“On the faster and harder throws, there are benefits to playing on the court. You are less prone to getting caught than playing cross-bat shots. It changed my game plan and I consciously told myself to hit right through the middle and the middle. . “

His former Auckland team-mates and Martin Snedden, now chairman of the New Zealand Cricket board, reflect on Reid’s contribution in 2015.

John Reid at the 125th annual meeting of New Zealand Cricket in 2019. Photo / Photosport
John Reid at the 125th annual meeting of New Zealand Cricket in 2019. Photo / Photosport

“You always hear the chatter in the back room skeptical about John’s ability to play fast bowling at that level, but take a look at his test record; it’s excellent against speed attack and good spin.

“That partnership [with Crowe] very important because, after bowling really well, it’s not uncommon for a New Zealand team to hit a shot. The two of them had just repelled the Aussies. “

Reid said the game – and Australia’s first and so far only series win – was the culmination of several years of changing New Zealand’s mindset.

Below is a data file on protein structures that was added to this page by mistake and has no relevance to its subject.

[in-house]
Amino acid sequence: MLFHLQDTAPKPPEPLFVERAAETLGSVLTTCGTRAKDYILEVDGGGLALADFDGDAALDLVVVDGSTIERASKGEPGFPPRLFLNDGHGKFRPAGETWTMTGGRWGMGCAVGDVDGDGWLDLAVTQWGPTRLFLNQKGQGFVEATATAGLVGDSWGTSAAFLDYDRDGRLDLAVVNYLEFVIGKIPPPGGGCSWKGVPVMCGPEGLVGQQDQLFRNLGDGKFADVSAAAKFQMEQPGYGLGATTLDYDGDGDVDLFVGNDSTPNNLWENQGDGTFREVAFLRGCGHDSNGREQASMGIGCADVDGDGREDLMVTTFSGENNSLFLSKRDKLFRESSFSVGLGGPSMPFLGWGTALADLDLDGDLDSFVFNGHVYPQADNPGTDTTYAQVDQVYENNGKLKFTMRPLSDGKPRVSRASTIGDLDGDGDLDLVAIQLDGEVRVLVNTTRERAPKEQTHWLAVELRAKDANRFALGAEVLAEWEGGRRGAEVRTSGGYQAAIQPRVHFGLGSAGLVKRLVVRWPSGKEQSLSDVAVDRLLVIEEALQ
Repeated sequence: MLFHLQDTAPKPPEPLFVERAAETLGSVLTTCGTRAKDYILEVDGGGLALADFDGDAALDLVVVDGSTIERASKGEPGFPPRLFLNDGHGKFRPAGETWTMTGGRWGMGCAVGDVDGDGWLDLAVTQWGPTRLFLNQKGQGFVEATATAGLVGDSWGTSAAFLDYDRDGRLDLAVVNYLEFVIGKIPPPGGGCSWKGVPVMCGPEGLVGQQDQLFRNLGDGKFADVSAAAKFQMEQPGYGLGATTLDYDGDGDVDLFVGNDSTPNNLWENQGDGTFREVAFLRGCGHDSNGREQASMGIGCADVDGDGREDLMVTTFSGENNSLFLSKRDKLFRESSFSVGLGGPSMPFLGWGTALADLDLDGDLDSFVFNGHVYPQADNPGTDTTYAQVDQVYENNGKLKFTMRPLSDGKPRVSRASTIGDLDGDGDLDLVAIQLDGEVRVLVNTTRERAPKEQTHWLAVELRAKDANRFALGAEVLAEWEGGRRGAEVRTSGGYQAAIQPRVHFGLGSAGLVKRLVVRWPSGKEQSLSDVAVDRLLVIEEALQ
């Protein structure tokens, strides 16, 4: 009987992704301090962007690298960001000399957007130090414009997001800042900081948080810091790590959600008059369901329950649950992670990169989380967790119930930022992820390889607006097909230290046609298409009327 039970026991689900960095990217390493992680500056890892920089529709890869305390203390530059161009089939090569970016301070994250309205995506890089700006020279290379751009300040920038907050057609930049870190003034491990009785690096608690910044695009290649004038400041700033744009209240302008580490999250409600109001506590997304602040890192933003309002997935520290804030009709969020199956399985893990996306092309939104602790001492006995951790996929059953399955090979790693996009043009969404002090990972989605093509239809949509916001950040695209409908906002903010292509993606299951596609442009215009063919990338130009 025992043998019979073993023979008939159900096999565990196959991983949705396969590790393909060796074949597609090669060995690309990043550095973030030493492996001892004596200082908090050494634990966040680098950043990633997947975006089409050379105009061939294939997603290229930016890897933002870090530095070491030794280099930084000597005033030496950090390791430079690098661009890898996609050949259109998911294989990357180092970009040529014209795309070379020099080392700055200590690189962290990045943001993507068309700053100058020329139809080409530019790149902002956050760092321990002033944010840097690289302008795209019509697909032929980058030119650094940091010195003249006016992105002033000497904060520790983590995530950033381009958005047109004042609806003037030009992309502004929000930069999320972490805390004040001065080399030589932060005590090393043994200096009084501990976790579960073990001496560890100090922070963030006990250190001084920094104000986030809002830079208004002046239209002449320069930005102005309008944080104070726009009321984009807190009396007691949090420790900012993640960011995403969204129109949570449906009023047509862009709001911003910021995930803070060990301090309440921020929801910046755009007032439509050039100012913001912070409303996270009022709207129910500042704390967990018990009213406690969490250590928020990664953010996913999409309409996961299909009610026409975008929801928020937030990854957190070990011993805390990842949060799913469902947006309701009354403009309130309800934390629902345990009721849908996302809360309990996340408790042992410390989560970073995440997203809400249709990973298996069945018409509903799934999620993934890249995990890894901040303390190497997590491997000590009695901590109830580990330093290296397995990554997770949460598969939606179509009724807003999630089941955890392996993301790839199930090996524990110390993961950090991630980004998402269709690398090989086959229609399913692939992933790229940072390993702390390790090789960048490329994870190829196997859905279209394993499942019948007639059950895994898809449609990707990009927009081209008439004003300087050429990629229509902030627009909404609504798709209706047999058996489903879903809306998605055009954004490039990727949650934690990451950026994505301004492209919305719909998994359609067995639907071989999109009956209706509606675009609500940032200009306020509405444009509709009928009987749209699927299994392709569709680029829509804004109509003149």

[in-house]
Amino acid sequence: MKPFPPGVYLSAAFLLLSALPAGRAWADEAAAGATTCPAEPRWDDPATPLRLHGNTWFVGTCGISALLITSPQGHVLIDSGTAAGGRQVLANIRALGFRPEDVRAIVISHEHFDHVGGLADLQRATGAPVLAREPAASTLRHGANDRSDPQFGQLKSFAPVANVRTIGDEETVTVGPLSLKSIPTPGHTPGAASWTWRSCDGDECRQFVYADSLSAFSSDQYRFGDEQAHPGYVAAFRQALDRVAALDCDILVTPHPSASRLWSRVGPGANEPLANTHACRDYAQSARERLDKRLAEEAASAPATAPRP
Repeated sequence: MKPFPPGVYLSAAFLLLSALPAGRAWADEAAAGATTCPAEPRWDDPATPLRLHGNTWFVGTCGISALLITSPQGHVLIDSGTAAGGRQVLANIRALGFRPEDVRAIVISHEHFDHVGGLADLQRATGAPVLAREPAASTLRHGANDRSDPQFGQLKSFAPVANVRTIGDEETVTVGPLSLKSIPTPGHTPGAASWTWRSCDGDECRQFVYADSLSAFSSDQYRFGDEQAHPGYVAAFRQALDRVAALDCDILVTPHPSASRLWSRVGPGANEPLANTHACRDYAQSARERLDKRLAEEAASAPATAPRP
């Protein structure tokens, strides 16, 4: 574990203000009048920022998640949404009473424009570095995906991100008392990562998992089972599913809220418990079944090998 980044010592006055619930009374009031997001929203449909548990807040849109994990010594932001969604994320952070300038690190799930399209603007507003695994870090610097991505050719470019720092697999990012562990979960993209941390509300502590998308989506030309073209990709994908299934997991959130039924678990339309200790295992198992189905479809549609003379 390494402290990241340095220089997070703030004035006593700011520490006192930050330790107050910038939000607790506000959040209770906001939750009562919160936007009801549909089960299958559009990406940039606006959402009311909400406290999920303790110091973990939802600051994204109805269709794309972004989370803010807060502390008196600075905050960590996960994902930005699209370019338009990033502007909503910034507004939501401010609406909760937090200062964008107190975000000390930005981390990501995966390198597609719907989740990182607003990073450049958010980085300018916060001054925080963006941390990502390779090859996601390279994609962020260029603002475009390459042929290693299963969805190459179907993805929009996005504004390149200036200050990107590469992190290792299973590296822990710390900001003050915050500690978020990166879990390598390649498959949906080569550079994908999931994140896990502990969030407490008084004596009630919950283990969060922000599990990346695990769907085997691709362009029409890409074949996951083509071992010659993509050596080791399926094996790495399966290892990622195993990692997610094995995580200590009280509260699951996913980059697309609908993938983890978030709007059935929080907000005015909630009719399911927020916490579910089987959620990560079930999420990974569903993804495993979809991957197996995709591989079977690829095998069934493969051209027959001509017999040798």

“It sounds a little trite considering how professional the game is now, but we are seeing the emergence of those playing in an English county environment. John Wright, Geoff Howarth and Richard Hadlee bring a different sense of professionalism to the past.

“We tend to be weekend cricketers who happen to take tests and, to a certain extent, that’s how I see myself. We play some first-class matches in a season. Suddenly we are becoming more confident and confident on the world stage. .

“My main memory of that improvement comes from our internal meetings. It was pre-video analysis but we shared the knowledge the players had about other people. Glenn Turner went around to each player to talk about their strengths and what he expected of them. there’s no discussion about weakness; it’s just ‘do this because you’re good at it.’ I go to bed thinking about how I can strengthen it. “

In the amateur era, Reid also placed his earnings above international cricket glory. She turned down a tour of the Caribbean in 1985 so that she could prioritize her role as a teacher.

He went on to become director of operations for New Zealand Cricket, high-performance manager and interim coach of the national team in the centenary of the 1995 season.

Reid moved from Auckland to Canterbury in 1996 to take on his NZC role.

Recently, a section of the Selwyn Sports Center was named in his honor.

Selwyn Mayor Sam Broughton told the Otago Daily Times that the move recognized Reid’s work as a community sports champion in the district. He also spent nine years at Sport New Zealand (formerly SPARC) supporting that cause, and established a national program to identify and develop talented athletes.

Reid is survived by his wife Karen, daughters Amanda and Carolyn, and six grandchildren.